After lunch we drove, and drove and drove until at about 2:00 PM we arrived at  Jökulsárlón or the Glacier Lagoon.  There are a lot of spectacular, luminous-blue icebergs thatdrift through Jökulsárlón glacier lagoon, which is right beside the Ring Road between Höfn and Skaftafell. Even though I was in a tour and had heard about this place I wasn't expecting this. You need to spend at least a couple of hours here (I would suggest three hours minimum), so you can admire the wondrous natural ice sculptures (some of them striped with ash layers from volcanic eruptions)  I took a 45 minutes boat trip in an amphibious vehicle into the lagoon.  We were told we might see seals during the boat trip.  However, our amphibious vehicle did not encounter any.

The icebergs in Jökulsárlón calve from Breiðamerkurjökull Glacier, an offshoot of Vatnajökull Glacier, crashing down into the water and drifting inexorably towards the Atlantic Ocean. They can spend up to five years floating in the 18-sq-km-plus, 820 foot-deep lagoon, melting, refreezing and occasionally toppling over with a mighty splash, startling the birds. They then move on via Jökulsá, Iceland’s shortest river, out to sea.  You will actually see a picture of this river in the photo’s section.

Although it looks as though it’s been here since the last ice age, the lagoon is only about 80 years old. Until the mid-1930s Breiðamerkurjökull reached the Ring Road; it’s now retreating rapidly (a staggering 650 to almost 900 feet per year), and the lagoon is consequently growing.  Our tour guide said that some day the Ring Road will be washed away and the North and South sides of the island will once again be separated. 

When we arrived there was a heavy mist and by the time I got on the amphibious vehicle it was raining.  When you come to Iceland make sure you bring a rain coat, rain pants, rain hat, and waterproof shoes. Even in the rain the Jökulsárlón are breath taking.

Returning to the bus we next stopped at Seljalandsfoss falls.  Notice how all the names of the waterfalls end in “foss”?  Well “foss” means waterfall.  There is not much I can tell you about this very cool falls except you can walk behind the falls.  I got quite wet but shot a video with my iPhone that’s not bad considering I was holding the iPhone in my left hand trying to hold it steady, while looking ahead to make sure I didn’t slip and kill myself.  In the end I the video is not bad  and I made it behind the waterfall and to the other side without incident.  You will be able to find the video in Big Lou’s videos.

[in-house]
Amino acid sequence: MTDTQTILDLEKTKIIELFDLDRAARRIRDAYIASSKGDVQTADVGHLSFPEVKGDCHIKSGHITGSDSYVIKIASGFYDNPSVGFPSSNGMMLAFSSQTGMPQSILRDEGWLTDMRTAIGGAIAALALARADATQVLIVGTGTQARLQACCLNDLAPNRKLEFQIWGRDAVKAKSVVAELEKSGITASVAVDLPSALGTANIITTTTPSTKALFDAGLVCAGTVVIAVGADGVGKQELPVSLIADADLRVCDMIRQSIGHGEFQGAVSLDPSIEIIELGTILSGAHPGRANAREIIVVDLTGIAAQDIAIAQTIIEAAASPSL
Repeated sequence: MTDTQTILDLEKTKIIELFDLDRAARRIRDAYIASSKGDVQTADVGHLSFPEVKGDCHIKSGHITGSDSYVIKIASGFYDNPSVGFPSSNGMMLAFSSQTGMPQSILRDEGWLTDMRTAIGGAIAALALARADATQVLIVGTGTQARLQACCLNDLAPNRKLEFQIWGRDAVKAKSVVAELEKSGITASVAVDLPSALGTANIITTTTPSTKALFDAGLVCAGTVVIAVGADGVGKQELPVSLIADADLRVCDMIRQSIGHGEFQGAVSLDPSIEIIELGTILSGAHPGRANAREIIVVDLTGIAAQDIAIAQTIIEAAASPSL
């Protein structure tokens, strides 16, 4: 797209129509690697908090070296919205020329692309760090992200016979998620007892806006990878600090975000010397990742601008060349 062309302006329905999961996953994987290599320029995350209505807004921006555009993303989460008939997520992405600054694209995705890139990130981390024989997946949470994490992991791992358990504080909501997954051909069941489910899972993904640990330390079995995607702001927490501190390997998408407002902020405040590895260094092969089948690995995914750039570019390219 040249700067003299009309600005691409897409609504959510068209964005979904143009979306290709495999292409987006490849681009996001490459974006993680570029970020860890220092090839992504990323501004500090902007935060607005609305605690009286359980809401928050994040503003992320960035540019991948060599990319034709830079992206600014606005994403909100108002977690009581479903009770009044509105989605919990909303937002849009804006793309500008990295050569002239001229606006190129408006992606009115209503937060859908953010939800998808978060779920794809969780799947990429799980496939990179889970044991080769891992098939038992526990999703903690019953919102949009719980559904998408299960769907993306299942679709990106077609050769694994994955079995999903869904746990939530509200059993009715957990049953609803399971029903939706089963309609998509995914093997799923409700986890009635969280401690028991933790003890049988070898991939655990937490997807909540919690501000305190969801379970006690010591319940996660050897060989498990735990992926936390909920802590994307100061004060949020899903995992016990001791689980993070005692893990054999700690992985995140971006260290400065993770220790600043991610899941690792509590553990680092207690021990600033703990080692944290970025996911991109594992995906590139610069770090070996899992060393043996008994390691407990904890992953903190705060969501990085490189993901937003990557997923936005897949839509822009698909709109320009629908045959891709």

Next we went to Skaftafell National Park in order to have some photo opportunities and to see a short video about the 2010 eruption of  Eyjafjallajökull was considered small for a volcanic eruption, still managed to cause enormous disruption to air travel across western and northern Europe over an initial period of six days in April 2010. Additional localised disruption continued into May 2010. The eruption was declared officially over in October 2010, when snow on the glacier did not melt. From 14–20 April, ash covered large areas of northern Europe when the volcano erupted. About 20 countries closed their airspace to commercial jet traffic and it affected about 10 million travellers.  We stopped at the site after viewing the video and although the picture I took at the base of the volcano is almost covered in the clouds you can see the farm that was untouched by the eruption.

Our next stop was dinner.  Enough said.

Our last stop before the final push home was the village of Kirkjubæjarklaustur.  We stopped for a couple of minutes to walk on the beach and fell the silky soft black sand and of course take some pictures. 

I’m using The Lonely Planet. “Iceland Travel Guide” for facts.

1.Louis.skypala@verizon.net © Louis M. Skypala 2014